---- — This is in response to Al DeKruif’s Your View published June 19, “Democrats used bait and switch on business.”
DeKruif extols the “Republican philosophy of limited government and growth and opportunity for all.” DeKruif’s sugarcoated portrayal of conservative ideology ignores numerous ugly realities over 10 years of Minnesota history.
Presumably, DeKruif would glorify the Republican-controlled 2011-2012 Legislature, which dragged Minnesota into a nearly-unprecedented state government shutdown.
Following eight years of Tim Pawlenty (Gov. No New Taxes) in 2011, most Republican lawmakers eagerly embraced a rigid No New Taxes pledge. On spending, Republicans demonstrated the same extreme rigidity, wearing pennies taped to their lapels to emphasize they wouldn’t accept a state budget one penny more than $34.2 billion.
Meanwhile, Gov. Dayton offered flexible budget caps, and cut in half his initial proposal to raise taxes on the highest incomes. Republicans also borrowed against future school funding to help balance the budget. The 2011-12 Legislature is nothing to celebrate.
DeKruif argues, “No tax increases were necessary to balance this year’s budget.” Minnesota’s Constitution requires a balanced budget; expenditures cannot exceed revenues. As such, whenever there is a state budget deficit, No New Taxes philosophy will inevitably force addressing it with 100 percent spending cuts.
This philosophy dominated during Pawlenty’s governorship (2003-2011) and the 2011-12
The results? Steep funding cuts to programs helping disabled adults, nursing-home assistance for seniors, and aid programs for poor families and children (in 2003, Pawlenty derisively dismissed those clobbered by these cuts as “victims du jour”)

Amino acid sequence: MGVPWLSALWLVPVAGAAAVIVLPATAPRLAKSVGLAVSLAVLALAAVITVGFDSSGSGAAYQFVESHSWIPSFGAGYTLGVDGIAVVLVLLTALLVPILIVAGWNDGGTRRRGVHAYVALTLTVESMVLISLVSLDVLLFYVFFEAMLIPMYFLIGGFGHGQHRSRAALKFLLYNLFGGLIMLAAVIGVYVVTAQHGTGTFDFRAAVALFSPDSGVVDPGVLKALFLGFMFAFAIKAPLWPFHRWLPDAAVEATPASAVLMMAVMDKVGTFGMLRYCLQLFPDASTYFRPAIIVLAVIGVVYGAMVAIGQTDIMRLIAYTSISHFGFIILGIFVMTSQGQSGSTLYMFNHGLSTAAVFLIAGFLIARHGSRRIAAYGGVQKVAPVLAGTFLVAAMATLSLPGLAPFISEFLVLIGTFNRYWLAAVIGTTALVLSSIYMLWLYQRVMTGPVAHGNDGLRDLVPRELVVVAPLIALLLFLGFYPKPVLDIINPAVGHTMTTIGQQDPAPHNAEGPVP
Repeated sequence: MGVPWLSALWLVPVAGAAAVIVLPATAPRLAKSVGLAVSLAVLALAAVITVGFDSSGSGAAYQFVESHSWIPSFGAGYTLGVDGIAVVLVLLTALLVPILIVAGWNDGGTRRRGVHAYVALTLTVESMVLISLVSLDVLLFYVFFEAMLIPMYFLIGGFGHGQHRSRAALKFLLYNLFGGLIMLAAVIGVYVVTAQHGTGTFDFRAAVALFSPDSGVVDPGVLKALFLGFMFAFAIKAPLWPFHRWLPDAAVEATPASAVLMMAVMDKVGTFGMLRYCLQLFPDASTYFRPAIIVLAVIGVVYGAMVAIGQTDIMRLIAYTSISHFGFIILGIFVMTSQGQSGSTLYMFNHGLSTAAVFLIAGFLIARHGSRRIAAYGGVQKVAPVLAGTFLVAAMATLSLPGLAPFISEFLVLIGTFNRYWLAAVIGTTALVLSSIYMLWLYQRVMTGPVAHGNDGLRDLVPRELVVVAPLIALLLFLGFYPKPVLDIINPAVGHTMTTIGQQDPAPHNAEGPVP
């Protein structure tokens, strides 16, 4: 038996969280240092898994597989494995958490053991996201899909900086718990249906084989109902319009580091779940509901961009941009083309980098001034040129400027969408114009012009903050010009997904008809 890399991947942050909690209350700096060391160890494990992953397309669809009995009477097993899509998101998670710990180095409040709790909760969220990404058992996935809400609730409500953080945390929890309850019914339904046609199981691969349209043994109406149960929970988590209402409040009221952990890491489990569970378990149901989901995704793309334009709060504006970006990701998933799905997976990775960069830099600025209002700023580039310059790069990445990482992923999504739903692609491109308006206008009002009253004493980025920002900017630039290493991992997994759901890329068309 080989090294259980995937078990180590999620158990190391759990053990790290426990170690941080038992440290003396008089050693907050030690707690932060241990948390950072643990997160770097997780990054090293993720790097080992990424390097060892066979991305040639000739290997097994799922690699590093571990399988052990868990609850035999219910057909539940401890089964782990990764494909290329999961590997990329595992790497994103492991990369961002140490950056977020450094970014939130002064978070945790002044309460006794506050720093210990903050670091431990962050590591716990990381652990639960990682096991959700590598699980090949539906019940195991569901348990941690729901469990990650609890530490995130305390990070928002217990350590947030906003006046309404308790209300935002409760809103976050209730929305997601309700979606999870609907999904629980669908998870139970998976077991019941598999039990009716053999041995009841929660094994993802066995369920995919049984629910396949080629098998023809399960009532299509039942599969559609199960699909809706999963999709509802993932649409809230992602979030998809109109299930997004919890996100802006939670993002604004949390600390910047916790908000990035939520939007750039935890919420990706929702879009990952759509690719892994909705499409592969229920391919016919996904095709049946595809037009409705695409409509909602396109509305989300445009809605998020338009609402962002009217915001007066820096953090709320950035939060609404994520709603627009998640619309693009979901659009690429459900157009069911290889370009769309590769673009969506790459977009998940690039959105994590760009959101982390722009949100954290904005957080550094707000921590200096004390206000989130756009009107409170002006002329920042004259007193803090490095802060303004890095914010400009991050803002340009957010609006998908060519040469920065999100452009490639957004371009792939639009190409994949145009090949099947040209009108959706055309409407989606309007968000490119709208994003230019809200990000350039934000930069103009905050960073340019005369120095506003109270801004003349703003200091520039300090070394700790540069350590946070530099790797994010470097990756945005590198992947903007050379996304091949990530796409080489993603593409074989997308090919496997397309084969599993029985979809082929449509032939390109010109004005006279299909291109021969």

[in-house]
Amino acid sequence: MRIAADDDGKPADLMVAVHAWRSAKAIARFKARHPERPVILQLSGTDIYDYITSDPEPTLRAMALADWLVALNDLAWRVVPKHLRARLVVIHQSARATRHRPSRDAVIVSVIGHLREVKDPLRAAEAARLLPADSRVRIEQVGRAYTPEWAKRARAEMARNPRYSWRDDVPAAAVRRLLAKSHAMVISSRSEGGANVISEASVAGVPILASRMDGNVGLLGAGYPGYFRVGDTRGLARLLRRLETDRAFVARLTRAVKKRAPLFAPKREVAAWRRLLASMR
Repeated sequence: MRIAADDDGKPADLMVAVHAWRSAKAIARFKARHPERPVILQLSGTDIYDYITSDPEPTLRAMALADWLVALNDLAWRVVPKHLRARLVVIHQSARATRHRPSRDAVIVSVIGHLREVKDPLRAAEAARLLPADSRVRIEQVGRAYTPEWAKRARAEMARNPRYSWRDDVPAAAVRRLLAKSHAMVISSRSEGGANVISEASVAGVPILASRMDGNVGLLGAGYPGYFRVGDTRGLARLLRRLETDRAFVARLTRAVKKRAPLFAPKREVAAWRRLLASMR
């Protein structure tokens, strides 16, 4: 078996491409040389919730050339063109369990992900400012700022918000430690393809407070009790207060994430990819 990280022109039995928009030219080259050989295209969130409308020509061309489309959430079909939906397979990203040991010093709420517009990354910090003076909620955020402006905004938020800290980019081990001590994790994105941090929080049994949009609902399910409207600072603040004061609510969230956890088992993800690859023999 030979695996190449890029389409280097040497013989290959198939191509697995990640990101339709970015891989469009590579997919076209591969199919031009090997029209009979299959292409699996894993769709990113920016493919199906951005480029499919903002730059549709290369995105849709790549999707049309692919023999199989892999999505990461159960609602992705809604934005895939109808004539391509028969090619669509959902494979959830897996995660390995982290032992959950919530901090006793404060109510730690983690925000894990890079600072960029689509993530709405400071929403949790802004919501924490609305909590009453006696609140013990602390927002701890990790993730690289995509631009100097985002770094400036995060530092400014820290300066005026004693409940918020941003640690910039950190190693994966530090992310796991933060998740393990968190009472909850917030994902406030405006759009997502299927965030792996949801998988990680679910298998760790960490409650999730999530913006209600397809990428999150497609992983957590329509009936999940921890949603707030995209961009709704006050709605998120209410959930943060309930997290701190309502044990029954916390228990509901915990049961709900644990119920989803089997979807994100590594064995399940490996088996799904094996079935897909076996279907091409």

Skyrocketing property taxes, a result of local governments addressing budget shortfalls caused by repeated cuts to Local Government Aid.
Soaring tuitions at state colleges and universities. As 2013 dawned, MnSCU funding had been cut below fiscal year 1999 levels.
These Republican-forced, brutal cuts have resulted in lost faculty positions, increasing class sizes, more classes taught by adjunct faculty, skyrocketing tuitions, and students and families assuming crushing debt burdens. For 2011 Minnesota college graduates who borrowed to finance their educations, the average debt burden was nearly $29,800, third highest nationwide.
DeKruif provides no evidence that this year’s tax increases affected everybody; I seriously doubt that. Republican-forced cuts have repeatedly slammed Minnesotans, primarily of lower and medium incomes, over 10 years. This Legislature has said “enough,” and that it’s time for the richest few to sacrifice along with everyone else.
For now, Minnesota government is free of the stranglehold of No New Taxes ideology. That has meant a significant boost for state higher education, after years of destructive cuts, and a two-year tuition freeze for students in state higher-education institutions.
It has meant property-tax relief from local governments, benefiting businesses and homeowners alike. It has halted the recurring state funding cuts to schools, local governments, nursing homes, and aid to the unemployed and economically struggling.
Also praiseworthy is the collaborative budgeting process. Initially, Gov. Dayton proposed extending the sales tax to business services — but he listened to the strong opposition this aroused and dropped the plan.
Likewise, the proposed extension of the sales tax to clothing was dropped. DeKruif decries raising tobacco taxes as “regressive” — curious indeed, given that tobacco use is a choice (and public health problem), and the supremely regressive character of Republican tax preferences: always and forever cutting taxes on corporations and the rich, abolishing capital-gains and estate taxes, and shifting away from income taxes and toward sales taxes (highly regressive).
DeKruif favors “a little work and prioritization of spending to make government more efficient.” What he means is dragging Minnesota back, into No New Taxes, protecting the richest few from one penny of tax increase. What he means is slamming the economically struggling and middle class, once again, with cuts, cuts and more cuts.
Fred Slocum is an associate professor of political science at Minnesota State University, where he teaches courses on U.S. government, public opinion, political parties and American legal philosophy. He considers his political leanings Democratic.